It was originally recorded in 1939 by Solomon Linda as, "Mbube" (Lion) in South Africa and sold about 100,000 copies in South Africa and England. Linda was paid a small fee for the recording, but received no royalties. One source I read said something about Apartheid being a reason why Linda didn't receive any royalties. In 1952 Alan Lomax, who is a very important music historian (I posted an Alan Lomax compilation of traditional Italian music a month or so ago) and also put Woody Guthrie
on the map, introduced Pete Seeger to the song.
Pete Seeger misheard many of the lyrics and so, "uyimbube" which means, "You're a Lion" became, "Wimoweh." which don't mean nothin'. I believe Pete Seeger was the only musician that covered this song that gave Soloman Linda any royalties. The most famous version was done in 1961 when the Tokens rode "Wimoweh" all the way to #1 in the U.S. Sadly, Solomon Linda ended up dying penniless in South Africa in 1962. Since then several people recorded this song, yet Solomon Linda didn't receive a stinking penny. (Other than Seeger) Walt Disney's, "The Lion King" also used the song and made several several million.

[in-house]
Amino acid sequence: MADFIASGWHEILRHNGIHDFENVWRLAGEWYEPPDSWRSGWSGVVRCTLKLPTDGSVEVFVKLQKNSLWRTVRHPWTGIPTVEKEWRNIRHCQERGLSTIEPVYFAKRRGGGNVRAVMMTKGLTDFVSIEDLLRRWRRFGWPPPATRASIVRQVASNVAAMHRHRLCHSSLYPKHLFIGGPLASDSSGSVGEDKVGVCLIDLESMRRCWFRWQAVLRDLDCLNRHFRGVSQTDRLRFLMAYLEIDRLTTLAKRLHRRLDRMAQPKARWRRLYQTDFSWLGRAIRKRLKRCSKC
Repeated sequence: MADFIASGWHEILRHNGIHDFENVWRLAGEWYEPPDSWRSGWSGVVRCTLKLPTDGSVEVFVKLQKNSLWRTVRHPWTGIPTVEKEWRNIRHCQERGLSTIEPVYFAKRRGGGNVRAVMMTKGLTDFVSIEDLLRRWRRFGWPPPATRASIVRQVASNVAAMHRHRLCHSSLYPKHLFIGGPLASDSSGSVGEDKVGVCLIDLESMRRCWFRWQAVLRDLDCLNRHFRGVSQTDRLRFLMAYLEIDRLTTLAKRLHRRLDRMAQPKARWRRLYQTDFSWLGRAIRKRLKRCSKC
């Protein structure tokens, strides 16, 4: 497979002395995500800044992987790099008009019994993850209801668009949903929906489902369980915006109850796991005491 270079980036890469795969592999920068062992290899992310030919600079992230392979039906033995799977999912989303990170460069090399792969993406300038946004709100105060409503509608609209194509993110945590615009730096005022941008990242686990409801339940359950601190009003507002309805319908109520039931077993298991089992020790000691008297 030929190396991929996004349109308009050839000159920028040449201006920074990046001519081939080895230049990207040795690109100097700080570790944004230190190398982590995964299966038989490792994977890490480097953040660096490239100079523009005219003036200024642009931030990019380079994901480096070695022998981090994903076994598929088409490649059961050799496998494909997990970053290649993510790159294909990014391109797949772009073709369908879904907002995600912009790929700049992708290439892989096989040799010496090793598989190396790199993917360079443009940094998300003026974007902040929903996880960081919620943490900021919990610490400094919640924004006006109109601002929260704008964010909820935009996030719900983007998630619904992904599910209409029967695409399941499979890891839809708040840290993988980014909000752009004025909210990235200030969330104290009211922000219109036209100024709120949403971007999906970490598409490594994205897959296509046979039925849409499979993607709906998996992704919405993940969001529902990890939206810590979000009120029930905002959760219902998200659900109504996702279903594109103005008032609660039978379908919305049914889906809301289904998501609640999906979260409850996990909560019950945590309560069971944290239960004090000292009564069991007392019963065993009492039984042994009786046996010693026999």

Now for the good news. Well kind of good news.
"In 2000 South African
journalist Rian Malan
wrote a feature article for Rolling Stone
magazine, highlighting Linda's story and estimating that the song had earned U.S. $15 million for its use in The Lion King
alone; this prompted the PBS
television documentary "The Lion's Trail". In 2001, the song was sampled by the Baha Men
for their song, "You All Dat".
In July 2004 the song became the subject of a lawsuit between the family of its writer Solomon Linda and Disney. The suit claimed that Disney owed $1.6 million in royalties for the use of "The Lion Sleeps Tonight" in the film and stage production of The Lion King. Meanwhile, publisher of The Weavers' "Wimoweh", TRO/Folkways, began to pay $3000 annually to Linda's heirs."
It's a little late, but at least this story is coming to light and the family of Linda is getting some kind of compensation. And if you have read this far, yes I guess I'm kind of a hypocrite. I have complained about an artist not given his due on a blog that freely shares music. It bugs me.
The Wiki entry is pretty good and it has the link to the PBS documentary and other great information about the song.
1. Tounga - Issa Bagatogo (Mali)
2. Nono Femineh - Ricardo Lemvo & Makina Loca (Congo/USA)
3. Mama - Mory Kante (Guinea)
4. Leroy - Tony Allen & Tweak (Nigeria)
5. Tashamanaletch - Alemayehu Eshete & Shebele's Band (Ethiopia)
6. Baba Mkwe Pt 1 - Kaki Kilonzo (Kenya)
7. Kutesa Kwa Zamu - X Plastaz
8. Tornados Vs Dynamos - Real Sounds
9. Atide (We R Here) - JJC & 419 Squad
10. Mbube (The Lion) - Mahotella Queens
11. Bula Bula - Mabulu
12. Inkanyezi Nezazi (A Star And The Wiseman) - Ladysmith Black Mambazo
Rough Guide African Music for Children
pw = Mbube